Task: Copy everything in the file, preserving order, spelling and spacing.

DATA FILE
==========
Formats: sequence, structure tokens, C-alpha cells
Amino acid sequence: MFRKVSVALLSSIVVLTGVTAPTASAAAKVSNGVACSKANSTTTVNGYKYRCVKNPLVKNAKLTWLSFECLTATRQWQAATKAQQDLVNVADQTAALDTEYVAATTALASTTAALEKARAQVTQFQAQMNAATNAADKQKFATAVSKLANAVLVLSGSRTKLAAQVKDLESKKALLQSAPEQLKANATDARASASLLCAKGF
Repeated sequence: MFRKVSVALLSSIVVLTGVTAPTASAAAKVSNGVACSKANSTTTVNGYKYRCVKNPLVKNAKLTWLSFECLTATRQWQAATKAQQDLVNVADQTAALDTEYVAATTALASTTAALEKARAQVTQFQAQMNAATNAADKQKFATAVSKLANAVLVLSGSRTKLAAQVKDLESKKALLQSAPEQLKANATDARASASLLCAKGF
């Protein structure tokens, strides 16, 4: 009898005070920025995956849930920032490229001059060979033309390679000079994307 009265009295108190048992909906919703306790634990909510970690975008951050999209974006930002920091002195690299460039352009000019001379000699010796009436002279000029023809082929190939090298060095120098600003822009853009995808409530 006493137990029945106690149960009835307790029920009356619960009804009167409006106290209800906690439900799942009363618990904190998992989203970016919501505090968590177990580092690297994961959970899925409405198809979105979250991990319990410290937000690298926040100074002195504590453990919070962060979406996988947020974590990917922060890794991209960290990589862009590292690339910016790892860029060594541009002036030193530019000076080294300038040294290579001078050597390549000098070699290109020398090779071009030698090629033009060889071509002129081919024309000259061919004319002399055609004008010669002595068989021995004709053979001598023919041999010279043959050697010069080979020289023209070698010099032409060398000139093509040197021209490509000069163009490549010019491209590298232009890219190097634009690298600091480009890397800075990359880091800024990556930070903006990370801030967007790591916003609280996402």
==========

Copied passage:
Formats: sequence, structure tokens, C-alpha cells
Amino acid sequence: MFRKVSVALLSSIVVLTGVTAPTASAAAKVSNGVACSKANSTTTVNGYKYRCVKNPLVKNAKLTWLSFECLTATRQWQAATKAQQDLVNVADQTAALDTEYVAATTALASTTAALEKARAQVTQFQAQMNAATNAADKQKFATAVSKLANAVLVLSGSRTKLAAQVKDLESKKALLQSAPEQLKANATDARASASLLCAKGF
Repeated sequence: MFRKVSVALLSSIVVLTGVTAPTASAAAKVSNGVACSKANSTTTVNGYKYRCVKNPLVKNAKLTWLSFECLTATRQWQAATKAQQDLVNVADQTAALDTEYVAATTALASTTAALEKARAQVTQFQAQMNAATNAADKQKFATAVSKLANAVLVLSGSRTKLAAQVKDLESKKALLQSAPEQLKANATDARASASLLCAKGF
């Protein structure tokens, strides 16, 4: 009898005070920025995956849930920032490229001059060979033309390679000079994307 009265009295108190048992909906919703306790634990909510970690975008951050999209974006930002920091002195690299460039352009000019001379000699010796009436002279000029023809082929190939090298060095120098600003822009853009995808409530 006493137990029945106690149960009835307790029920009356619960009804009167409006106290209800906690439900799942009363618990904190998992989203970016919501505090968590177990580092690297994961959970899925409405198809979105979250991990319990410290937000690298926040100074002195504590453990919070962060979406996988947020974590990917922060890794991209960290990589862009590292690339910016790892860029060594541009002036030193530019000076080294300038040294290579001078050597390549000098070699290109020398090779071009030698090629033009060889071509002129081919024309000259061919004319002399055609004008010669002595068989021995004709053979001598023919041999010279043959050697010069080979020289023209070698010099032409060398000139093509040197021209490509000069163009490549010019491209590298232009890219190097634009690298600091480009890397800075990359880091800024990556930070903006990370801030967007790591916003609280996402």